Psychological distress affects tobacco use differently for men and women
A new study in the American Journal of Health Behavior finds that women are more likely than men to use tobacco products after experiencing severe psychological distress.
The researchers, led by Mary Hrywna, MPH, of the Center for Tobacco Studies at Rutgers School of Public Health, noted that it's a well established finding that individuals with mental illnesses use tobacco more than others. Research indicates that mentally ill people "consume an estimated 44.3 percent of the cigarettes" in the U.S., and that disorders like depression, anxiety and psychological distress affect more women than men.
Previous research has found that it's harder for women to quit smoking than it is for men. Yet little prior public health research has examined how gender affects the relationship between mental health and tobacco use, including products other than cigarettes.
The researchers used data from 26,907 adult participants in the 2010 National Health Interview Survey (NHIS), which included questions about tobacco use of all types. Participants also answered questions about whether they had experienced psychological distress in the prior 30 days, rating their feelings of hopelessness, worthlessness, anxiety, etc.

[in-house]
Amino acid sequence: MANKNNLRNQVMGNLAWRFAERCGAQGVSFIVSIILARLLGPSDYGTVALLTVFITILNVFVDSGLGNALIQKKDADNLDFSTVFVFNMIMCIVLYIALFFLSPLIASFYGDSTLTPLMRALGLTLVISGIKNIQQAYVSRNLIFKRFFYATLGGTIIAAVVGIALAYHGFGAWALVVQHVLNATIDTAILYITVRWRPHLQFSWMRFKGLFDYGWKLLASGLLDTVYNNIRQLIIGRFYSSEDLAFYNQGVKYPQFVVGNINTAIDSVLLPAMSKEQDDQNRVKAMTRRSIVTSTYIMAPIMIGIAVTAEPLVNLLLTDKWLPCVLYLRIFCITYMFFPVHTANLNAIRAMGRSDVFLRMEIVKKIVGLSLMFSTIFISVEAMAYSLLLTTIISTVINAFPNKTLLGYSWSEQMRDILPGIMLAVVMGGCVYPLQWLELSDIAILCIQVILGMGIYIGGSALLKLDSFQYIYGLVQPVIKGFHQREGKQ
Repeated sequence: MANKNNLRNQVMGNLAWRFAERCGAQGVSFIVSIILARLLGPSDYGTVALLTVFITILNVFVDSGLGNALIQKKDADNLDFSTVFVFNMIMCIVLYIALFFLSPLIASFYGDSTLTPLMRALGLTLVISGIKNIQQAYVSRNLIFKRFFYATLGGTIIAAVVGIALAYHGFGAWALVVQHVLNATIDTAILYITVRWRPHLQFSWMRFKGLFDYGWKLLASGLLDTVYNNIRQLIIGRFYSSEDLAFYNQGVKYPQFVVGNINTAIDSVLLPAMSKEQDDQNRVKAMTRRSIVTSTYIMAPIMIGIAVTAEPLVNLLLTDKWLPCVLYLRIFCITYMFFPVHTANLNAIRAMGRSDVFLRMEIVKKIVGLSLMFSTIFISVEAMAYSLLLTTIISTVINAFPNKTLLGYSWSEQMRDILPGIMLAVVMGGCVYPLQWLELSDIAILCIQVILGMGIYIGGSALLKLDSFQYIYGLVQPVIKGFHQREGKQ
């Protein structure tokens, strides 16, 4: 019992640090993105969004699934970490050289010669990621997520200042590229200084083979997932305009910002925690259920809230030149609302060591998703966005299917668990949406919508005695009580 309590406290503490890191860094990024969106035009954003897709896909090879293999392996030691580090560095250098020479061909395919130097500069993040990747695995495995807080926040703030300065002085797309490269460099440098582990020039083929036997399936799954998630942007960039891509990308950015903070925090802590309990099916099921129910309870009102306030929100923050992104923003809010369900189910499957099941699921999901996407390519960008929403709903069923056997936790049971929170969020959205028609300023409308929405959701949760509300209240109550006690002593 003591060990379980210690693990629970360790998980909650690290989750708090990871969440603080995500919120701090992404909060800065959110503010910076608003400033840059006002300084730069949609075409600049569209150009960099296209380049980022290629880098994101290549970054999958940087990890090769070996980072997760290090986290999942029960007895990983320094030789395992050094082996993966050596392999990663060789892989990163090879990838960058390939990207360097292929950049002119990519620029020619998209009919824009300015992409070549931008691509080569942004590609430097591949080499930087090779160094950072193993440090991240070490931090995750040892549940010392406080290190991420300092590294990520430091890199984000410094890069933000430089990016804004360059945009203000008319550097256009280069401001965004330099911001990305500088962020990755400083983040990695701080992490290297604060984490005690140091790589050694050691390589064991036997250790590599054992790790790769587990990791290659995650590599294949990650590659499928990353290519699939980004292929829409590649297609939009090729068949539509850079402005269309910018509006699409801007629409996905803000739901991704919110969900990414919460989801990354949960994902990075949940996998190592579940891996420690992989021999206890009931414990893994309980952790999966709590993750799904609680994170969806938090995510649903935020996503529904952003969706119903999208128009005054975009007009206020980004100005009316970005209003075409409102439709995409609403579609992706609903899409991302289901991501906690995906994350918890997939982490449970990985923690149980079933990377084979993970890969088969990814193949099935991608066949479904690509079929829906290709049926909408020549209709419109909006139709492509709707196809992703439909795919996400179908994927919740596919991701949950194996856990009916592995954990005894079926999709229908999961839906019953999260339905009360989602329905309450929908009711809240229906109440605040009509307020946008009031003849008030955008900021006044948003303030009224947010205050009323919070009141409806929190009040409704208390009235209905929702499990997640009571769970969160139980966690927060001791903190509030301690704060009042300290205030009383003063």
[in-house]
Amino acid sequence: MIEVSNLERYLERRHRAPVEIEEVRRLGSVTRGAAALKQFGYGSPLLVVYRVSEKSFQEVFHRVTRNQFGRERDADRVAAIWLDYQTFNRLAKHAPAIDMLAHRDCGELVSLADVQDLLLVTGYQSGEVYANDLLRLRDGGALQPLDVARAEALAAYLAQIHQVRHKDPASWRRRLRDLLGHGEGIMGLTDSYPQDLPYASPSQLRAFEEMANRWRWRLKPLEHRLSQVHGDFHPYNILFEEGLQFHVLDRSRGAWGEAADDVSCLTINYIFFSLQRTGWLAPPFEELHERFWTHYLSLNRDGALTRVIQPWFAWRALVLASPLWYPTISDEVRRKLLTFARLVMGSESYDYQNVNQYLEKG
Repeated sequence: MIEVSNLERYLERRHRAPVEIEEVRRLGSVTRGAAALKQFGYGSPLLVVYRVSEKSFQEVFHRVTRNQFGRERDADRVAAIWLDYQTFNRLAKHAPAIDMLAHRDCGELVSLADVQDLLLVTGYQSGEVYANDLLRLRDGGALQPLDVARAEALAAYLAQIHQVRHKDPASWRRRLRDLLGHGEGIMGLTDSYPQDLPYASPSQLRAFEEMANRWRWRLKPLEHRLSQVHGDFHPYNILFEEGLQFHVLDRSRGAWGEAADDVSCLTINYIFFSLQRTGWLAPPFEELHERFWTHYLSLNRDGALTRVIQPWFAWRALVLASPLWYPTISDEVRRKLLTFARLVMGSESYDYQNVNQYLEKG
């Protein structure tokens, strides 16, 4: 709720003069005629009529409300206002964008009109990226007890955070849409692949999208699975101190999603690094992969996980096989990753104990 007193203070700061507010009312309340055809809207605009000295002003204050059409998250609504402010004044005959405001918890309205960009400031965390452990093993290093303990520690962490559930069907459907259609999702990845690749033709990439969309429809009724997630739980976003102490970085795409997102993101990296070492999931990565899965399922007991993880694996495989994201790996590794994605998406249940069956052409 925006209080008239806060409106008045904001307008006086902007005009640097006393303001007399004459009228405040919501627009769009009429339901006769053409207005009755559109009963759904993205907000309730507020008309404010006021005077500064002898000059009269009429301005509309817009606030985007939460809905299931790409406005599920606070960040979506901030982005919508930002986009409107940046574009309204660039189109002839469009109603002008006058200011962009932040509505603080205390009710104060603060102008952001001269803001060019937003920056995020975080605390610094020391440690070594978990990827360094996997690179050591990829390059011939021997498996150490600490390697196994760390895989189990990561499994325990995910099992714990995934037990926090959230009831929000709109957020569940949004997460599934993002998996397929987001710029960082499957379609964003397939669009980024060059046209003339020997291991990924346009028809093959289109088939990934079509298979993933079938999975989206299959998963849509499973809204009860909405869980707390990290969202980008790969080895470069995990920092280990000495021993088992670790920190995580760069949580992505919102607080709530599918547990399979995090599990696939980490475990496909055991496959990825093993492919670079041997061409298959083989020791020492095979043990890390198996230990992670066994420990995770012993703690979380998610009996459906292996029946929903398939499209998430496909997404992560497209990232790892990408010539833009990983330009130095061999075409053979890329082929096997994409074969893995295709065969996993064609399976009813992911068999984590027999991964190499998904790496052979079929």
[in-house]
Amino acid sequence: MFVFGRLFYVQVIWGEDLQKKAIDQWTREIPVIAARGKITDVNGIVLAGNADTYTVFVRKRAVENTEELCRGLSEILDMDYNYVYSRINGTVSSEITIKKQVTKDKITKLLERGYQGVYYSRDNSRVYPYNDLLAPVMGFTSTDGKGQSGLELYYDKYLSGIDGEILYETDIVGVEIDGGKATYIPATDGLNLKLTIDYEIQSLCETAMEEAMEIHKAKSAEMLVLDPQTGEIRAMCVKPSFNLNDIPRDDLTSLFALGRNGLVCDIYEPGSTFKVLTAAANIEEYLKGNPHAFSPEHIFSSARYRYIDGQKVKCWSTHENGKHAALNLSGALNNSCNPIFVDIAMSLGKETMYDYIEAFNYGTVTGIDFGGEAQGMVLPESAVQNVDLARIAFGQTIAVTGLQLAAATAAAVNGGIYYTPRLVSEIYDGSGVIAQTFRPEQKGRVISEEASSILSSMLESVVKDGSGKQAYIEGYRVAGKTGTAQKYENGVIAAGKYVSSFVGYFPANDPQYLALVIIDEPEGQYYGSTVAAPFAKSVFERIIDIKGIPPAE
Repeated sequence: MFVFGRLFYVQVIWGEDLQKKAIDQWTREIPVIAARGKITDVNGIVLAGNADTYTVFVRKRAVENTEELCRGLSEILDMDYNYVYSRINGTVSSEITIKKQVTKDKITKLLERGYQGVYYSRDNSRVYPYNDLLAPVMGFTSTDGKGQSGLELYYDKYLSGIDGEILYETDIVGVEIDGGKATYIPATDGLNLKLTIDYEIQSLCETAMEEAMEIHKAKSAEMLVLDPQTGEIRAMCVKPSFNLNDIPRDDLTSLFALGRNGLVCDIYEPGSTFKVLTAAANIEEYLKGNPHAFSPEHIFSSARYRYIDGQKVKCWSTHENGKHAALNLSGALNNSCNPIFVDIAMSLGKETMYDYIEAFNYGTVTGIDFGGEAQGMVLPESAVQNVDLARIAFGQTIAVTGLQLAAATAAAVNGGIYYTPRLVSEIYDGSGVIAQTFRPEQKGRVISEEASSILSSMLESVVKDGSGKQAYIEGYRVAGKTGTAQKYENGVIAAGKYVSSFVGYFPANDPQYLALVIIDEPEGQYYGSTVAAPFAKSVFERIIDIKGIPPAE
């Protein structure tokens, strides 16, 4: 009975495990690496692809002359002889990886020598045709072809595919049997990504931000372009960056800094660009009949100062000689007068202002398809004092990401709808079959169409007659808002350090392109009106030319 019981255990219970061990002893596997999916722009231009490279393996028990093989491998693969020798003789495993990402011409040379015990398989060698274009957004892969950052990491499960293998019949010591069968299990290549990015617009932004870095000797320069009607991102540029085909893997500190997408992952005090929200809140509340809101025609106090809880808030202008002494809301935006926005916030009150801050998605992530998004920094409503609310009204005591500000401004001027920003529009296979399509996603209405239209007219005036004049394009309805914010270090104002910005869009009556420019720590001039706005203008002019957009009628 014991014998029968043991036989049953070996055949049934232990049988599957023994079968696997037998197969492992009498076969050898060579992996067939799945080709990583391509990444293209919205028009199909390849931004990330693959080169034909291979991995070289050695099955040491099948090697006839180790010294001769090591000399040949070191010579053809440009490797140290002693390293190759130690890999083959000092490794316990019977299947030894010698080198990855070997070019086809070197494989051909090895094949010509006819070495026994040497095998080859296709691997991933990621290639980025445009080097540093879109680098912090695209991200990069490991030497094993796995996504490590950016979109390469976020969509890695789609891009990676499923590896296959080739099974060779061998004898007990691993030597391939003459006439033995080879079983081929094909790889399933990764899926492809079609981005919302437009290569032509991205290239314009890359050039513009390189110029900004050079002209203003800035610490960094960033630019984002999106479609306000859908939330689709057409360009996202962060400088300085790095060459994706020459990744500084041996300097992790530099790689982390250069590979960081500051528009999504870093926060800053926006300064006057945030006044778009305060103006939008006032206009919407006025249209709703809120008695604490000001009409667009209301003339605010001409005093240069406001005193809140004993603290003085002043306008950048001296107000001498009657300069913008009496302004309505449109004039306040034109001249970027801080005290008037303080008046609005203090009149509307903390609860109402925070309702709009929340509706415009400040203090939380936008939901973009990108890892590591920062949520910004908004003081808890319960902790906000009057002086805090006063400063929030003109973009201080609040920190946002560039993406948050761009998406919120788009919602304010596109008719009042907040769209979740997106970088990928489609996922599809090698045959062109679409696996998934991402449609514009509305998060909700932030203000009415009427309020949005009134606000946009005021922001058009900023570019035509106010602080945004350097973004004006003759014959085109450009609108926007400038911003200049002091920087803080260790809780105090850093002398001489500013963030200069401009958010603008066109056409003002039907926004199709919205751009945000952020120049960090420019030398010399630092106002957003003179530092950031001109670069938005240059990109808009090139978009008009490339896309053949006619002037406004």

"Overall, 3.3 percent of adult participants in the U.S. were found to have severe psychological distress in the preceding month," the authors wrote. Lifetime and current use of tobacco was greater among adults reporting severe psychological distress than those without it.
Notably, women experiencing severe psychological distress had greater odds of using cigars and smokeless tobacco than women without distress. Generally, the authors observed, the use of cigars and smokeless tobacco are "behaviors of males" and they found low use of such products among women without severe psychological distress. The researchers added that planners of cessation programs may want to tailor interventions for women and also assess a smoker's mental health when providing treatment.
"This is one of the very few published articles to examine psychological distress and tobacco use along gender lines," said Richard Brunswick, M.D., MPH, a smoking-cessation expert and author. Brunswick called the finding that women are much more likely than men to use cigars and smokeless tobacco products but not cigarettes if they feel markedly anxious or depressed "noteworthy," especially in light of increased marketing of these products to women.